Reza loves basketball and he golfs when time permits, so I press him on male locker room etiquette vis-à-vis allowable bodily contact.

I ask the innocent question about whether it’s ok to congenially slap a fellow sports-hobbyist on the back or some such innocuous gesture.

He almost spits his drink out.

“No!” he states. “Absolutely not,” he reaffirms, giving me a look that says this is the golden rule and a guy is at risk of being alienated if he attempts some breach of personal space in the sweat-fume-filled changing room.

Interestingly, radio announcer Alvin Sinclair echoes this sentiment. “When I work out at the gym, no-one touches anyone in the changing room,” he grins, “but occasionally I will see Stranger A admiring the biceps of Stranger B who’ll feel up the Mr A’s biceps, but nah: for a lot of guys, that kind of physical contact just does not happen.”

Meaning, if a guy does not want to get a weird bug-eyed stare or a “Dude. What??” followed by a (literally) shrugging-off of any physical advances, man hugs – or any other form of touching – is strictly disallowed. And guys seem to understand this, even though nobody taught them such rules.

It is completely intrinsically, implicitly understood.

The exceptions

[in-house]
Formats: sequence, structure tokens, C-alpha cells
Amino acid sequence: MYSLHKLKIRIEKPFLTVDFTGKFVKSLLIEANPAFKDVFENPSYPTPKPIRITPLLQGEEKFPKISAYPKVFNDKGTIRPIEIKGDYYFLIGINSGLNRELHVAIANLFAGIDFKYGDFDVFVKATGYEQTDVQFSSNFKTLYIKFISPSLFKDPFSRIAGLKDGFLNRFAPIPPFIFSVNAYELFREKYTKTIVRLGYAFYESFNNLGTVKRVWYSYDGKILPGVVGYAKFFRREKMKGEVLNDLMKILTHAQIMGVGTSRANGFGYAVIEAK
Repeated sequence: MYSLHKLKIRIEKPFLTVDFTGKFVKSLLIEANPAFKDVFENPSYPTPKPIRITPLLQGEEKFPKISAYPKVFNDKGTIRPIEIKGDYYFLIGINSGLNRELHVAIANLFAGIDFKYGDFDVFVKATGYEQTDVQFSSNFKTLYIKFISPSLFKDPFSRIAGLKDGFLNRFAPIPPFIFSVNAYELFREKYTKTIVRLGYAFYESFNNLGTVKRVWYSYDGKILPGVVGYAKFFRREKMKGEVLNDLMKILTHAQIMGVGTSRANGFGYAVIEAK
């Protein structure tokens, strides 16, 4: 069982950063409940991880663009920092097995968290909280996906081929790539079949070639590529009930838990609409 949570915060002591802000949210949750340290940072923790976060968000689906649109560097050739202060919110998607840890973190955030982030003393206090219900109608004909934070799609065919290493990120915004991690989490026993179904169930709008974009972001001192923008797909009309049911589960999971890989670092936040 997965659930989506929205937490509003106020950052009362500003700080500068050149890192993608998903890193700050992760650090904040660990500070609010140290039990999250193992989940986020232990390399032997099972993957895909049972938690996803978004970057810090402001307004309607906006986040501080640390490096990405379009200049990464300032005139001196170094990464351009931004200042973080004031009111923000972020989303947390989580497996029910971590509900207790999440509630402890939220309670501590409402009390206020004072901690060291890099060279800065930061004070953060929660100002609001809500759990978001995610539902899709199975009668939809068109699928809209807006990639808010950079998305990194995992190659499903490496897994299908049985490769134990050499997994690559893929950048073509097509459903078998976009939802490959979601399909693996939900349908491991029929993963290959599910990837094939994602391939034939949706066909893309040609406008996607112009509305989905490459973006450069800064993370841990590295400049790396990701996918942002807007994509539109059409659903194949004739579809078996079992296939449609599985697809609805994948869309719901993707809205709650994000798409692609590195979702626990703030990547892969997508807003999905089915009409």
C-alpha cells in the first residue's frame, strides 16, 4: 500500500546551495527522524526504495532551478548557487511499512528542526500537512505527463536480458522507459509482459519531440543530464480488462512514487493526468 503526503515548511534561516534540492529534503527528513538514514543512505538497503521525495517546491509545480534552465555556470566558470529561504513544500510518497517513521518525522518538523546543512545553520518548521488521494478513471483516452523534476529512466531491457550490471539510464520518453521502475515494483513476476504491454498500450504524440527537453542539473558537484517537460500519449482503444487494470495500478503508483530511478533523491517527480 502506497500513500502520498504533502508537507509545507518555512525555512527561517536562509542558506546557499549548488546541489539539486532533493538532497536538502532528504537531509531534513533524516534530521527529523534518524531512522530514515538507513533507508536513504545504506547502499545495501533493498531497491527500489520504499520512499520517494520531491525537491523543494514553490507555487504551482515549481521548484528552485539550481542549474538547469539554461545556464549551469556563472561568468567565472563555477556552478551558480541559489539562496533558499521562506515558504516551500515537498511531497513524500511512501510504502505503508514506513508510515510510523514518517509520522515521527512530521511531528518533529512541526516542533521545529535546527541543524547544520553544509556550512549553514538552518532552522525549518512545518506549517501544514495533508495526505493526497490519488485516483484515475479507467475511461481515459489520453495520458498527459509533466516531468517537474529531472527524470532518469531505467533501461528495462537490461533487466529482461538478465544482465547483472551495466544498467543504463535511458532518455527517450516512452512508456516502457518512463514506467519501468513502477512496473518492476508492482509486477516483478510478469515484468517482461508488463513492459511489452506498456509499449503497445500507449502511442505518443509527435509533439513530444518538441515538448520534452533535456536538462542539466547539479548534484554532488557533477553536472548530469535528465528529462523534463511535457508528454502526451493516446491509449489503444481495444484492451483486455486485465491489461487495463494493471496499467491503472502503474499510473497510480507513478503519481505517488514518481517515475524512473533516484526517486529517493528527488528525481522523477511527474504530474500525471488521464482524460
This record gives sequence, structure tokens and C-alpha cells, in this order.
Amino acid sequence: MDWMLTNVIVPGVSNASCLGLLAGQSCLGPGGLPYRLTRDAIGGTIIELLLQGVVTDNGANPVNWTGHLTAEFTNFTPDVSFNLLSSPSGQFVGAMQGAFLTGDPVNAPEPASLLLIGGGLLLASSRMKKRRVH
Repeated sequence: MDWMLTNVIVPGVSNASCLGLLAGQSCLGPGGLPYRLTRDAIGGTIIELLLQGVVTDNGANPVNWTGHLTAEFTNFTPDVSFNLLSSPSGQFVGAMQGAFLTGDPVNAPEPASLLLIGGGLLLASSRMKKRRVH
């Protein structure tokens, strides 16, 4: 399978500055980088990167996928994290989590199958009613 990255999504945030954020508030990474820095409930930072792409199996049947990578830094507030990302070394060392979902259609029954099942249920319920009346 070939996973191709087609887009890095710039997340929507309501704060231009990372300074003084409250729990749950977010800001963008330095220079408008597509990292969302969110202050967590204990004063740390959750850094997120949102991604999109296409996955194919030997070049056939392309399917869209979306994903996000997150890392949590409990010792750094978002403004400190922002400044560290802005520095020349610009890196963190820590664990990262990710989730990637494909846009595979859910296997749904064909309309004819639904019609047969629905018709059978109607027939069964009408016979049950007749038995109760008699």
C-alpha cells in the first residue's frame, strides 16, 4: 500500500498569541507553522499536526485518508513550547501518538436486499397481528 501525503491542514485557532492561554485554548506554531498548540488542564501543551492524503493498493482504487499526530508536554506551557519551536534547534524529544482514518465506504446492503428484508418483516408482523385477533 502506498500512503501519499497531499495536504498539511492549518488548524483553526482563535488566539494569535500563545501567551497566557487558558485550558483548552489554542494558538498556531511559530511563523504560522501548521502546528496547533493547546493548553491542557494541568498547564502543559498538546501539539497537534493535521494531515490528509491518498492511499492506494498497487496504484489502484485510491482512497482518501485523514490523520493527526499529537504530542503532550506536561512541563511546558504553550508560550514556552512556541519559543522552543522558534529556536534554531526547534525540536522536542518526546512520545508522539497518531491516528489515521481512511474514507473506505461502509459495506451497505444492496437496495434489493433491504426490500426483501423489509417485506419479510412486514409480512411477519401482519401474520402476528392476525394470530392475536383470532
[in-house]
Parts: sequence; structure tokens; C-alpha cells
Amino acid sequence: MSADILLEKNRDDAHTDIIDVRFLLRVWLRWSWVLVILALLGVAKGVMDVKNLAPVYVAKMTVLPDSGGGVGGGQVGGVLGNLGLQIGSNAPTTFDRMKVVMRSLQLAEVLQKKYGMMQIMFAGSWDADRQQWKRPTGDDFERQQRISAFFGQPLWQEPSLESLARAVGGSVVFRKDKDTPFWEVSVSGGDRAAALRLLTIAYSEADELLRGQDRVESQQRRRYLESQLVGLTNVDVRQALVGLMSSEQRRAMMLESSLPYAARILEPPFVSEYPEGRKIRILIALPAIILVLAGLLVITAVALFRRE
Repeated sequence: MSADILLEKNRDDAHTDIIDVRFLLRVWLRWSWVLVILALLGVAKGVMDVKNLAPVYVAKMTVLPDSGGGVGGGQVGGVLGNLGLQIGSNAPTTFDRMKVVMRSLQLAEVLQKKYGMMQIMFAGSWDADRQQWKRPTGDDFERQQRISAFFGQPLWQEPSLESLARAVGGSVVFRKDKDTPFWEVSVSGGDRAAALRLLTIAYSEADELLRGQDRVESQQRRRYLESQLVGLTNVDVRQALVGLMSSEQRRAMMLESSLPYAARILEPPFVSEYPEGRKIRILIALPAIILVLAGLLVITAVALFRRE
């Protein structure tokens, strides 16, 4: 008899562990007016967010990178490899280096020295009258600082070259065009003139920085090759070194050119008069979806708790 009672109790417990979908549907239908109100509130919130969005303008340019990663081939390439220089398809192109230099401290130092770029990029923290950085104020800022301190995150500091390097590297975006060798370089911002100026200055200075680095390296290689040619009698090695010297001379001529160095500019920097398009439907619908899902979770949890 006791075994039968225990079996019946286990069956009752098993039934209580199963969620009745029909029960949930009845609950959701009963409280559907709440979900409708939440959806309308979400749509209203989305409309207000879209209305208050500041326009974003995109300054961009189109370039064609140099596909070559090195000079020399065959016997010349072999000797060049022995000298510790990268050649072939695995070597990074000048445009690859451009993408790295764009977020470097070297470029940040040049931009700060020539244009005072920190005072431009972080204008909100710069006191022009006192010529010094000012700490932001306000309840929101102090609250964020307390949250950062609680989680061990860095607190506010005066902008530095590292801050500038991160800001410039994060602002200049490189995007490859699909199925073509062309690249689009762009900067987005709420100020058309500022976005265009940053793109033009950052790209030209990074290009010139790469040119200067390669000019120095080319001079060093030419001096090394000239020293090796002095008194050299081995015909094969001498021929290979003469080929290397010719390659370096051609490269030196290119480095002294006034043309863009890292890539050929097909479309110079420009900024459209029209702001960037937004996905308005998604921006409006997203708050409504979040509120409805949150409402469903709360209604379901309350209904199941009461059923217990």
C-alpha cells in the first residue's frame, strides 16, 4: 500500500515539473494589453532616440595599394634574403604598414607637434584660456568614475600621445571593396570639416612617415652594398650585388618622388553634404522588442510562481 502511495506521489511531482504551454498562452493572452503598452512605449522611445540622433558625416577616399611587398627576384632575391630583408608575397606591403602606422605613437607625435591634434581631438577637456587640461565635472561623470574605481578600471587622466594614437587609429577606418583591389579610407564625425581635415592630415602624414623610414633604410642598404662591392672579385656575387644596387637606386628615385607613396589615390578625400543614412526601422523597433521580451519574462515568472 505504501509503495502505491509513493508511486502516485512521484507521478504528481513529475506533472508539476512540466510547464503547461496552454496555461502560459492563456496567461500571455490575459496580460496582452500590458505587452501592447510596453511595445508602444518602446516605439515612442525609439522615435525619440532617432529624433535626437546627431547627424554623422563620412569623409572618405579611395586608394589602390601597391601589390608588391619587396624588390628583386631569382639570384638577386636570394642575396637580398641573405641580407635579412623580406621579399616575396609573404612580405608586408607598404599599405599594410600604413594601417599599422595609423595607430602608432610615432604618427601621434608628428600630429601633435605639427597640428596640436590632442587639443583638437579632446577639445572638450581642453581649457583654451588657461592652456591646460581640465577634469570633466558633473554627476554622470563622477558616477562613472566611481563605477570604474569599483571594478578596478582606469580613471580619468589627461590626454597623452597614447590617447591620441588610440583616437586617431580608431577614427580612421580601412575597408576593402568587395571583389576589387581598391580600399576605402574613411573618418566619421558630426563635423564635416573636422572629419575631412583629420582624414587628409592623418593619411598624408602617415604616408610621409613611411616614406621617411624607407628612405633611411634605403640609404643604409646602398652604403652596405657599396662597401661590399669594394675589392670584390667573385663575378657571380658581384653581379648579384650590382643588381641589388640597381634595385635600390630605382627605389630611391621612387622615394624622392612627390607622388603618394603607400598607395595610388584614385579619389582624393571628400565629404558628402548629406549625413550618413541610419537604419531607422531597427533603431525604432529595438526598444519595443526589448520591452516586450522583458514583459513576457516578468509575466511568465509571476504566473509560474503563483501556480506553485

The wedding, funeral, high school reunion or even a boys’ night out at a social hotspot seem to be the only exceptions where man-hugs – as a form of both greeting and affection – are allowed, say some.

But even then, there are qualifying aspects.

“Yeah, anything more than a one-second embrace – when you shake hands and one of you pulls the other in, and your shoulders kind of touch and you slap each other on the back – is unusual,” says Reza with a knowing laugh bubbling under his words. “Anything more than two seconds is just weird.”

“But, at a wedding or funeral, yeah, sometimes guys will go in for the full bear hug, and it’s ok. That’s not a bro thing, that’s a sympathy thing, because you would give a hug to an uncle or a relative.”

Whether it’s pervasive in Asian culture is up to the individual. “I think it’s a culture thing,” muses one man, adding his observation that Asian men don’t generally display, nor place much emphasis on, man-hugs. “For my friends, relatives and me,” he explains, “we just don’t feel the need to [do the bro-hug].”